By admin | May 29, 2008
By Richard Allen
Several major announcements came out of the two weeks the Sprint Cup Series spent in Charlotte but perhaps the biggest will prove to be that Speedway Motorsports, Inc. recently completed a deal to purchase the Kentucky Speedway.
This begins yet another new chapter in the history of the 1Â½ mile facility located about half way between Cincinnati, Ohio and Louisville, Kentucky. The track, which opened in 2000, has gone through a tumultuous history in its attempt to obtain a Sprint Cup Series date.
Perhaps, after lawsuits and attempts to purchase other tracks, the solution may have presented itself with the SMI takeover. However, no new dates will be created just because the race promoting conglomerate now controls the track. If the speedway is to finally host a Sprint Cup race another track will have to lose a date. And, it will have to be an SMI track that has to give up a race.
The question is, which SMI track is most vulnerable? A quick look reveals one speedway that may be in serious jeopardy of having a race taken away.
Atlanta Motor Speedway has consistently been the companyâ€™s poorest performer. A track which typically provides outstanding racing does not provide outstanding ticket sales. Last fall, just before the cars rolled off pit road to start the race, Matt Kenseth was heard to say over his in car radio, â€œItâ€™s a shame they canâ€™t sell this place out as good as the racing is here.â€
Among the other SMI properties, none seems to be having similar issues. Las Vegas only has one date and sells it out. SMI has spent large sums of money renovating the road course in Sonoma so it looks to keep its one date. Texas, Charlotte and Bristol would likely not even be considered for losing a date. Recent addition to the SMI fold, New Hampshire, could be a possibility but its ticket sales are typically far better than Atlanta.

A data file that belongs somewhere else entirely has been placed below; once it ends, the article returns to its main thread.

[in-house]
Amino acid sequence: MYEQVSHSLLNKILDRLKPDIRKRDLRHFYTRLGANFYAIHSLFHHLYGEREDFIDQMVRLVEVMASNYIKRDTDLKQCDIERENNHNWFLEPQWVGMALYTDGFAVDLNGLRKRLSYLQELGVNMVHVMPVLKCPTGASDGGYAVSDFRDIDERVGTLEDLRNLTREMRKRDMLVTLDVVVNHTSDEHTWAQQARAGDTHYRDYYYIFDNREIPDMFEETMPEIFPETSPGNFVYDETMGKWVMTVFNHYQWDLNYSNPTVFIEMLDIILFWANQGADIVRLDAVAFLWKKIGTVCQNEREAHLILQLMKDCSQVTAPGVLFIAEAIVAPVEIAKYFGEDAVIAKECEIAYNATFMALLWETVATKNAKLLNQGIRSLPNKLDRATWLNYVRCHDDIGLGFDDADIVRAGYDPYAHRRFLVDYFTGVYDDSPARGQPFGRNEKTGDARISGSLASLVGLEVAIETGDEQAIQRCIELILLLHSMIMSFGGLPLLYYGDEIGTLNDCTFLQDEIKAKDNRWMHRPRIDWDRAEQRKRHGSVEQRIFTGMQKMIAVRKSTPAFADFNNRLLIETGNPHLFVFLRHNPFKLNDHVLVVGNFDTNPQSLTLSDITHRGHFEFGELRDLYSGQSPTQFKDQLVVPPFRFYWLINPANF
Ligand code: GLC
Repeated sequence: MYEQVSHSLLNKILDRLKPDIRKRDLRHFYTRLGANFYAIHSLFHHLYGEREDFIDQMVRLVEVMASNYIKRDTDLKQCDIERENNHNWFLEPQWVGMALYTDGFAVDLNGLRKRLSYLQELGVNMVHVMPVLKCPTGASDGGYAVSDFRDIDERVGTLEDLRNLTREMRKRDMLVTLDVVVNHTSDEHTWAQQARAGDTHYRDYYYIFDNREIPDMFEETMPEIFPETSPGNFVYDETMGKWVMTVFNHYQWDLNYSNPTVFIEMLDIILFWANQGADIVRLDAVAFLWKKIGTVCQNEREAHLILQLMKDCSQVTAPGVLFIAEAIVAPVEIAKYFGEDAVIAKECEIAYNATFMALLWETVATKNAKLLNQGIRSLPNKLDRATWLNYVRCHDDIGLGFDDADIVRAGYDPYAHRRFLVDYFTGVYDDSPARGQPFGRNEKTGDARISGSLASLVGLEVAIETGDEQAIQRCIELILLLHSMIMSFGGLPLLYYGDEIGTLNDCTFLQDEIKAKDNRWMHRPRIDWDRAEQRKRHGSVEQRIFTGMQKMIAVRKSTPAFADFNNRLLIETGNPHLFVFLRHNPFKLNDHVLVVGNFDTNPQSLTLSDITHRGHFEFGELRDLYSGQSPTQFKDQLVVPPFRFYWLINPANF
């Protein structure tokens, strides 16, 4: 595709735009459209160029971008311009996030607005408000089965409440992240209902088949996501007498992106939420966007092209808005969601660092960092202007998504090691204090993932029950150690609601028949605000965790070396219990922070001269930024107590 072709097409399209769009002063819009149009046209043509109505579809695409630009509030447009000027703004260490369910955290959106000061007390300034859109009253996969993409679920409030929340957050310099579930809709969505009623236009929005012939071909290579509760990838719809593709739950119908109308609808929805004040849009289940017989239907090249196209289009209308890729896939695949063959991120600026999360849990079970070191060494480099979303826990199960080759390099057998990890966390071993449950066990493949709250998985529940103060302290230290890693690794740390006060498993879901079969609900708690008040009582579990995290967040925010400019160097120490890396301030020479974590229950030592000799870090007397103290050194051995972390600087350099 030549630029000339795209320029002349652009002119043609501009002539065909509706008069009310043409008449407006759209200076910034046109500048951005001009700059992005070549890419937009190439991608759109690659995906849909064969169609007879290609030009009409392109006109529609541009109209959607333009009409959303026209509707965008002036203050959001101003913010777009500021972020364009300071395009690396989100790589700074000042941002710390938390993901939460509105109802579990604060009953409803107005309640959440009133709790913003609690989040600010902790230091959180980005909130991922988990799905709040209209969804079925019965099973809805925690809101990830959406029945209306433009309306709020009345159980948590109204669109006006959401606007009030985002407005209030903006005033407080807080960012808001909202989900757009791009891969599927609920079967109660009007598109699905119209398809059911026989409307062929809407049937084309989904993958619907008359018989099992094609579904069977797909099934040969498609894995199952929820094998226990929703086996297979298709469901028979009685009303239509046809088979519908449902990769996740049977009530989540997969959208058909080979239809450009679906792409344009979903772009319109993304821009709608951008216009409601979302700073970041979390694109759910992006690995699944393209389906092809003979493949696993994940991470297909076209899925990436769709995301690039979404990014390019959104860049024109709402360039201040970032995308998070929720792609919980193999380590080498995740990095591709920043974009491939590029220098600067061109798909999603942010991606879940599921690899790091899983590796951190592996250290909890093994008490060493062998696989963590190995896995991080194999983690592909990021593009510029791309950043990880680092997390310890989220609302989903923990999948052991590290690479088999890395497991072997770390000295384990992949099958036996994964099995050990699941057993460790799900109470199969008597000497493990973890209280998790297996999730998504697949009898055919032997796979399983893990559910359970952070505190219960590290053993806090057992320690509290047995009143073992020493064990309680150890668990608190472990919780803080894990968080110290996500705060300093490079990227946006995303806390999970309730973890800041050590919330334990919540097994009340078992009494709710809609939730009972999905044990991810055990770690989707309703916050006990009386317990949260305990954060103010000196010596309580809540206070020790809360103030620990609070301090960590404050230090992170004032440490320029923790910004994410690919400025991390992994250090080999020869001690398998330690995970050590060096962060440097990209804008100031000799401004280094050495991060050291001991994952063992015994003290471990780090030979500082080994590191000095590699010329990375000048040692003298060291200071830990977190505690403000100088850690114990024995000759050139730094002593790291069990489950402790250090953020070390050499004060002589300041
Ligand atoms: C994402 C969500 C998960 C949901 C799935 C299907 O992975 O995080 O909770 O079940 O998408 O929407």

SMI Chairman Bruton Smith has recently shown interest in purchasing either or both of the tracks in Dover and Pocono. The Pocono ownership has said they are not interested in selling. Dover ownership has not been so quick to deny the possibility of a sale. Obviously, any new purchase by SMI could play into this situation.
Atlanta, California Speedway and Talladega Superspeedway have recently been given the go ahead to enact a three way date switch which will take effect in 2009. After moving to the Labor Day weekend, if AMS cannot sell out its grandstands it is likely that one of its dates will be given to the Kentucky track.
No inside information is really needed. SMI likely did not buy the track without the intention of bringing it into the Sprint Cup fold. No other SMI track does as poorly as Atlanta and NASCAR is not going to create any new dates.
NASCAR has said that the KentuckyÂ track will not be added to the 2009 schedule which gives AMS one more year to sell some tickets.
If you are a fan of the Atlanta Motor Speedway the writing is on the wall. Either the track will do better or another speedway will get a chance.
Richard Allen is a member of the National Motorsports Press Association. His weekly column appears in The Mountain Press every Wednesday.
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